Advances in statistical script learning
To my father, who didn't quite make it to see his son get a doctorate, and mother. Acknowledgments It takes a village to make a hermit. The, frankly, shocking completion of my doctoral studies would have been inconceivable without the love, support, and antagonism from so many friends, family members, and professional colleagues. Thanks are due, first and foremost, to my advisor, Ray Mooney, who tolerated (and even encouraged!) my various efforts to cram the (partial) meanings of whole %$!@ing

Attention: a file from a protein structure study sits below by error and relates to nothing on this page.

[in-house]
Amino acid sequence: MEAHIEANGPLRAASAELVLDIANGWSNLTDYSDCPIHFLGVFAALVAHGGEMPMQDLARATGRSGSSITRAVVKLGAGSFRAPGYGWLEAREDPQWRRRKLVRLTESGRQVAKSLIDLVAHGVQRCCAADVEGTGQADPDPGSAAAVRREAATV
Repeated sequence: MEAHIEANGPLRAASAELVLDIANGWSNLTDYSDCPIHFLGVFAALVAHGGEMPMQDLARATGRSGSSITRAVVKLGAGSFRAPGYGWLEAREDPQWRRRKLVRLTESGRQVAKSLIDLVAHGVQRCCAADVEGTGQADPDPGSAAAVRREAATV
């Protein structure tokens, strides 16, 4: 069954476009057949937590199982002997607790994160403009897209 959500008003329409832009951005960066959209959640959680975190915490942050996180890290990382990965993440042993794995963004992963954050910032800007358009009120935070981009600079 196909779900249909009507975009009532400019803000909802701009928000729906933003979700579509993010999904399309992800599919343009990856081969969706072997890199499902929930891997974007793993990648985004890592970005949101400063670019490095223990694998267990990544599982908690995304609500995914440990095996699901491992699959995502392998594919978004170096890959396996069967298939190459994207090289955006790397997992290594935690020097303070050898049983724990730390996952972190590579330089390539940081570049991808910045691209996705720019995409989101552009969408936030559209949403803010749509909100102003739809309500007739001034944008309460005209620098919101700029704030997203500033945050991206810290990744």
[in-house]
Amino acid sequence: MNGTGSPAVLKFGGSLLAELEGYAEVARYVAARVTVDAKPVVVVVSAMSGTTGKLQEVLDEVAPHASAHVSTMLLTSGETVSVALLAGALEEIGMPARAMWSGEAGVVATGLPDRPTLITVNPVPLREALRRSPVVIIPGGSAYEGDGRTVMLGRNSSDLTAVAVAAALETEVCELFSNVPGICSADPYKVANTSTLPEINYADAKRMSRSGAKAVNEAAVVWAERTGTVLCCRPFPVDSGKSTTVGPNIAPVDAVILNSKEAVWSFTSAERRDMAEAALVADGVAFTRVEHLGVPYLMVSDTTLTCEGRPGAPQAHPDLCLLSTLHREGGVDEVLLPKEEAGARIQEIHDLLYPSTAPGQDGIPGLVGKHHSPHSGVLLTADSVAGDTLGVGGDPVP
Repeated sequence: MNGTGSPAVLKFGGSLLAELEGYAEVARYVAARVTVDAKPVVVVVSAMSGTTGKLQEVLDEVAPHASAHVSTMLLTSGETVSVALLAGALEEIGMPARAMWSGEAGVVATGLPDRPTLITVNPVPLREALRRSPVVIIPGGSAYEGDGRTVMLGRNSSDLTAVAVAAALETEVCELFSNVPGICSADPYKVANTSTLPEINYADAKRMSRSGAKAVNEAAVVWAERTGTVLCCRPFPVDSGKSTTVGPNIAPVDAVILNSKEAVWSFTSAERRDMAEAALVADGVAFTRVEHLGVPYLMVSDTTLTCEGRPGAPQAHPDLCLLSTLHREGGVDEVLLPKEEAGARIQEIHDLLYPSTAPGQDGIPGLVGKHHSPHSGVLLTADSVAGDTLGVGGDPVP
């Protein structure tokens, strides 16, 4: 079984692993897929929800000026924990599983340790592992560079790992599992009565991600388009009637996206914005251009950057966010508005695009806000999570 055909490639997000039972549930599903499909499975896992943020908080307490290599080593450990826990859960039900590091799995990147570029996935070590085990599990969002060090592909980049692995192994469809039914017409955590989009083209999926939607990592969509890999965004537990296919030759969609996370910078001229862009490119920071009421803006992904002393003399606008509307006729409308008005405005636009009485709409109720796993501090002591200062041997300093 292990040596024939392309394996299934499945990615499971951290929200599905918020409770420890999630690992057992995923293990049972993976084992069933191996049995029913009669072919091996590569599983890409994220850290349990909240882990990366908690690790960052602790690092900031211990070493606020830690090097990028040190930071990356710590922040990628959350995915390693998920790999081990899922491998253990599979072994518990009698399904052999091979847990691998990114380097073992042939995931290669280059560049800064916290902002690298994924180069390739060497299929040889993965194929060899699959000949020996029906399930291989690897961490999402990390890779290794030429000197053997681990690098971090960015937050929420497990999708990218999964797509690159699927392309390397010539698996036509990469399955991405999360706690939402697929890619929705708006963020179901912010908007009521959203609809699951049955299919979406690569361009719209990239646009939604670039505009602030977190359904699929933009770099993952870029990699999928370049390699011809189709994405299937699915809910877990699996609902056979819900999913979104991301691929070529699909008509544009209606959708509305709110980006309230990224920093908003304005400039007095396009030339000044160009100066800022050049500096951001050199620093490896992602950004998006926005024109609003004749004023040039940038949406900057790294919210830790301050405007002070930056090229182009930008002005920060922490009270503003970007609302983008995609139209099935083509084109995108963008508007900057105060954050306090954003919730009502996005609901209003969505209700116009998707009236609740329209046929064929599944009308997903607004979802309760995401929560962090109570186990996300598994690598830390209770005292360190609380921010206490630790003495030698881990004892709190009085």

... s of whole %$!@ing sentences, and even %$!@ing discourses, into single %$!@ing vectors, among other things. My intellectual debt to my advisor is great. His support and guidance have been unfailing, extremely helpful, and, suffice it to say, animated. I owe a debt of gratitude also to Vladimir Lifschitz, who worked patiently with me during my first year of graduate school on problems in formal computational logic. I learned from him a good deal about how to approach, decompose, and solve thorny and complex problems, which, it turns out, is very useful. Though, at this particular point in history, a decade ago feels like a century, I nonetheless also owe a debt of intellectual gratitude to my undergraduate honors thesis advisor from a decade ago, Lauri Karttunen, who gave me a wonderful hands-on tutorial on parsimonious linguistic analysis. I'd be remiss in not also thanking Katrin Erk, who's been consistently supportive of me and my work, and whose various conversations and suggestions over the years have always been extremely helpful. The two summers I spent at Google, working with John DeNero and Saro Meguerdichian, had a formidable influence on me. I owe both of them, in addition v to the other wonderful people I worked with there, a nontrivial debt of gratitude. Also, the various grad student co-conspirators with whom I raised Cain during those summers, including , were, and continue to be, really helpful to talk shop with, bounce dumb ideas off, and troll both online and offline. More generally, the whole NLP community, whose various scions and roustabouts are too numerous to enumerate, is a really wonderful group, and getting to know (and even become one of) them over the past years has been a wonderful and rewarding experience. I've really wasted a tremendous amount of the time of my labmates and fellow graduate students over the past years, and without their help, attention, and friendship, there's basically no way I'd have finished my PhD. This set of people includes, but is not limited to, and Ayan Acharya. This is to say nothing of many other friends whose time I've further wasted in manifold other nonprofessional ways, who are numerous, but, thankfully to them, no doubt, need not be explicitly shamed here. Finally, thanks to my family, who have been consistently supportive of me for reasons recondite; in particular, thanks to my wife Amelia, absent whom I suspect I'd have long ago moved to an off-the-grid cabin somewhere in the woods (and she, generally mutatis mutandis, to the desert), my speech devolving to a strange proto-language, my cosmology descending into a Judge-Holden-style ur-violence, When humans encode information into natural language, they do so with the clear assumption that the reader will be able to seamlessly make inferences based on world knowledge. For example, given the sentence "Mrs. Dalloway said she would buy the flowers herself," one can make a number of probable inferences based on event co-occurrences: she bought flowers, she went to a store, she took the flowers home, and so on. Observing this, it is clear that many different useful natural language endtasks could benefit from models of events as they typically co-occur (so-called script models). Robust question-answering systems must be able to infer highlyprobable implicit events from what is explicitly stated in a text, as must robust information-extraction systems that map from unstructured text to formal assertions about relations expressed in the text. Coreference resolution systems, semantic role labeling, and even syntactic parsing systems could, in principle, benefit from event co-occurrence models. To this end, we present a number of contributions related to statistical event co-occurrence models. First, we investigate a method of incorporating multiple entities into events in a count-based co-occurrence model. We find that modeling mulvii tiple entities interacting across events allows for improved empirical performance on the task of modeling sequences of events in documents. Second, we give a method of applying Recurrent Neural Network sequence models to the task of predicting held-out predicate-argument structures from documents. This model allows us to easily incorporate entity noun information, and can allow for more complex, higher-arity events than a count-based co-occurrence model. We find the neural model improves performance considerably over the count-based co-occurrence model. Third, we investigate the performance of a sequence-to-sequence encoderdecoder neural model on the task of predicting held-out predicate-argument events from text. This model does not explicitly model any external syntactic information, and does not require a parser. We find the text-level model to be competitive in predictive performance with an event level model directly mediated by an external syntactic analysis. Finally, motivated by this result, we investigate incorporating features derived from these models into a baseline noun coreference resolution system. We find that, while our additional features do not appreciably improve top-level performance, we can nonetheless provide empirical improvement on a number of restricted classes of difficult coreference decisions.